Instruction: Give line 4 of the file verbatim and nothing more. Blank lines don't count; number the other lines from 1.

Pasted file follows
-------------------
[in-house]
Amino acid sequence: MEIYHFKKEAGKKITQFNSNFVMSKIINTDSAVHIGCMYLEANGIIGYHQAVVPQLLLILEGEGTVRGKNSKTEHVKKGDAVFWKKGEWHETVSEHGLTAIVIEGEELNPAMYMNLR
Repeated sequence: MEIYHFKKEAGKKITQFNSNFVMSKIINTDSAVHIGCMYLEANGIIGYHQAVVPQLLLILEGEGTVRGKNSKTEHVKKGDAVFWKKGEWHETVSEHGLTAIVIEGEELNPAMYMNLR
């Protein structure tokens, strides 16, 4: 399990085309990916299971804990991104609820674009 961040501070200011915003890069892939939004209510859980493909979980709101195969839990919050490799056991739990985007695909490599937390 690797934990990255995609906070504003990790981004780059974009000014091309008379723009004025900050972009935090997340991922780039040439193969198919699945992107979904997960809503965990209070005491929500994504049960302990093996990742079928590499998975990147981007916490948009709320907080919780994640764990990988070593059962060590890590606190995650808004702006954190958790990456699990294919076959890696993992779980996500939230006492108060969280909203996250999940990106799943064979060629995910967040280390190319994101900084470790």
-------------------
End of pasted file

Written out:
């Protein structure tokens, strides 16, 4: 399990085309990916299971804990991104609820674009 961040501070200011915003890069892939939004209510859980493909979980709101195969839990919050490799056991739990985007695909490599937390 690797934990990255995609906070504003990790981004780059974009000014091309008379723009004025900050972009935090997340991922780039040439193969198919699945992107979904997960809503965990209070005491929500994504049960302990093996990742079928590499998975990147981007916490948009709320907080919780994640764990990988070593059962060590890590606190995650808004702006954190958790990456699990294919076959890696993992779980996500939230006492108060969280909203996250999940990106799943064979060629995910967040280390190319994101900084470790």